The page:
I usually don’t write reviews for events I actually enjoyed, but two nights ago (3/28) I had the liberty of seeing Do Make Say Think live, and I feel compelled to express my opinions about the show since I was so taken by this performance. To say I received my $15’s (ticket price) worth would be an understatement. Had I paid $50, this still would have been a worthwhile investment, and then some. I’d say $100, but I refuse to pay more than $50 for any artist. It’s a moral issue.
Anyway, Do Make Say Think performed at Brooklyn’s very own Southpaw. Wonderful venue. I would see every band here, if I could. Every single band in the universe. Right. Moving along, Do Make Say Think did not let down. I was expecting great things, and all expectations were met, despite their having a replacement drummer for the evening.
The show was absurdly good, for the most part. Unfortunately, at certain points in the evening I was reminded why it is I hate most people. This is completely unrelated to the band, but I will go on to complain nevertheless. To the tall, drunk, bearded man who forced his way towards the front of the stage during the performance, obstructing the view of all those behind him just so he could hit on some girl: you are my worst male enemy. And to the girl who decided to stand directly in front of me, close enough for me to count the freckles on the back of her neck: You are my worst female enemy. No, it’s great when people do that. I actually like to reserve the two inch space between me and whoever I am standing behind, just so another person can squeeze in between us. So it’s good this person could read my mind. Otherwise I might’ve been able to actually see the stage.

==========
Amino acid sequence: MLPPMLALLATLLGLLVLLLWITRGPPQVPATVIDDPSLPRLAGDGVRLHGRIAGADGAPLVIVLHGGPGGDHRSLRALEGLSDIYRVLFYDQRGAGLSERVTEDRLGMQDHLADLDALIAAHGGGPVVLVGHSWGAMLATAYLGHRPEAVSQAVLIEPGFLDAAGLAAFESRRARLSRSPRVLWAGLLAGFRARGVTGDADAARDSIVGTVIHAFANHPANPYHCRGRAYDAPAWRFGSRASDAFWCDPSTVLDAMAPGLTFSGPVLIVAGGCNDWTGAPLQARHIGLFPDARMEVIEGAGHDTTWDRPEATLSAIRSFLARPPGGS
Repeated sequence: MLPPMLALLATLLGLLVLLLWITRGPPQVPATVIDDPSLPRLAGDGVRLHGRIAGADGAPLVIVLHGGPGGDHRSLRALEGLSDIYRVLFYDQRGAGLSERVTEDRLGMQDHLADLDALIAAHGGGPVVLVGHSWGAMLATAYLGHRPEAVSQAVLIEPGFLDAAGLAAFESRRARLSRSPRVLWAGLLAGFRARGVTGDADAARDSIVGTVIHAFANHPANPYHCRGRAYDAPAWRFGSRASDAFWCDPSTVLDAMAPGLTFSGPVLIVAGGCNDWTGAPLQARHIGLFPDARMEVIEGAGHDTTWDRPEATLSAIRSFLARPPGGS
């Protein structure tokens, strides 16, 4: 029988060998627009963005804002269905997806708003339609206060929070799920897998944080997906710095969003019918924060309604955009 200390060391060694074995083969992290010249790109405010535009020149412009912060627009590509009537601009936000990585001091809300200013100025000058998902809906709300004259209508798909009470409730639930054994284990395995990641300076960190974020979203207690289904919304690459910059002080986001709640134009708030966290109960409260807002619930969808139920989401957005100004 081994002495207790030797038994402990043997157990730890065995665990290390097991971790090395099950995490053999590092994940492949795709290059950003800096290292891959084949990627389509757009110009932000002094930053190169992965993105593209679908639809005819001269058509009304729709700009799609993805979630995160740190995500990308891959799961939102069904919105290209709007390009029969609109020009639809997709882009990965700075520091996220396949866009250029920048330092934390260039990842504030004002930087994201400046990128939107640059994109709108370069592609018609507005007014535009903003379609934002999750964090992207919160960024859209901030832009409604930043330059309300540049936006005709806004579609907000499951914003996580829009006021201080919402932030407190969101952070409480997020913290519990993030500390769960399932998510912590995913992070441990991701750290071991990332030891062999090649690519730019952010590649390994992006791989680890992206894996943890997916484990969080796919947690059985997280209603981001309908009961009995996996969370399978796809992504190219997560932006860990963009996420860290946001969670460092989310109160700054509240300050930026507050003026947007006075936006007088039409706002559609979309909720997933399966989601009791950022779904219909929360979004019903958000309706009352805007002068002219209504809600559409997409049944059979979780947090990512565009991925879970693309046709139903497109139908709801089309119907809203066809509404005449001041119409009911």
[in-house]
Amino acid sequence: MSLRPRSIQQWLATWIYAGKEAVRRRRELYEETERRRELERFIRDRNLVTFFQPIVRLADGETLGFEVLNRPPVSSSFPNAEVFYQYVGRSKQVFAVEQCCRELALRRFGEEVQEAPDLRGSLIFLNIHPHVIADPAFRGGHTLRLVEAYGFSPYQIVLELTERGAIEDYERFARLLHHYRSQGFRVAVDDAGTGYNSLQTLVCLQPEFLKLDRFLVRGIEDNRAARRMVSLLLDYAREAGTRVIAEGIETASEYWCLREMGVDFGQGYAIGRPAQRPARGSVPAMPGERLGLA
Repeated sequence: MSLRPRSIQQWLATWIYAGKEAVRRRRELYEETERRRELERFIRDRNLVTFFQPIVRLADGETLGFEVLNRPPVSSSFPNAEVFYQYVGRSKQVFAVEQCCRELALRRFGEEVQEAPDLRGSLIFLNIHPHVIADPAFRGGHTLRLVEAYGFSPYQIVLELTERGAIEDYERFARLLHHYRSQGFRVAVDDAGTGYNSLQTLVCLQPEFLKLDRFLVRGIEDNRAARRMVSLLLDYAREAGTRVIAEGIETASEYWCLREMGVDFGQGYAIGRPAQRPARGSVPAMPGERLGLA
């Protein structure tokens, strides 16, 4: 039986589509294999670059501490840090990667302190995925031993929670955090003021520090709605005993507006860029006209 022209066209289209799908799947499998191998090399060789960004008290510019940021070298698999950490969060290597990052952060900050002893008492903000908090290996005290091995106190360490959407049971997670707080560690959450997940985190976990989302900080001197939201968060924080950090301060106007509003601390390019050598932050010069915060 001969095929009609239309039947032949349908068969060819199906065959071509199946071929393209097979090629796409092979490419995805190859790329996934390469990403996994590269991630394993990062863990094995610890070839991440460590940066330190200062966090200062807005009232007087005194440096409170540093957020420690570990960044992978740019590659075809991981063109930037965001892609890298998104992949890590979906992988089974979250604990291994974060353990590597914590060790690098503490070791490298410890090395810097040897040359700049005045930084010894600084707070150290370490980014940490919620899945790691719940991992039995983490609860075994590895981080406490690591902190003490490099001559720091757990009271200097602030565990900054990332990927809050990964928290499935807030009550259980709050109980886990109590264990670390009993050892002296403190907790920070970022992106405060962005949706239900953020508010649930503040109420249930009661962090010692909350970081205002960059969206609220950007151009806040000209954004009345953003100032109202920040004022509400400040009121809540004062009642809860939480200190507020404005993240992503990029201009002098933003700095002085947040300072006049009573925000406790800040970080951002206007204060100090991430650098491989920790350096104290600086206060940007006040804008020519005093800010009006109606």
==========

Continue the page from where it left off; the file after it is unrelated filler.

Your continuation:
Luckily, both these sworn enemies of mine eventually came to their senses and bounced from their incredibly inconsiderate positions, allowing me to fully take in Do Make Say Think’s performance. Which, like I already said, was unbelievable. If you ask me, Do Make Say Think puts on one of the best live shows of any band, period. The show is comprised of impeccably synchronized (yet also spontaneous–thought provoking) instrumentals, awe inspiring drumbeats, and cascading lights. It’s difficult to fully describe the impact their live concert has on an audience member; it makes for what I consider to be, a religious musical experience. Yeah, I know. I too have found annoyance with every person in history who has described a show/concert as a “religious musical experience,” but I’m too tired (lazy) to think of another way to put it. It’s okay if you judge me. I’d judge me too. Anyway, I think every fan of Do Make Say Think should catch them live at least once. K? K.
Also very enjoyable was Do Make Say Think’s opening act, The Berg Sans Nipple. I’d say they fall under the same genre as Explosions in the Sky, etc. A talented duo, these two. It should also be addressed that TBSN’s Shane Aspegren, covered for DMST’s ailing drummer for Do Make’s entire show. Which takes mad skills and some serious cojones. Props to Berg Sans Nip’s drummer for pulling that off.
So, I hope anyone who reads this takes my advice. But it’s okay if you don’t. But I hope you do.
PS I attended this show by myself. I have never done that before. Therefore, this night was signifcant for a number of reasons.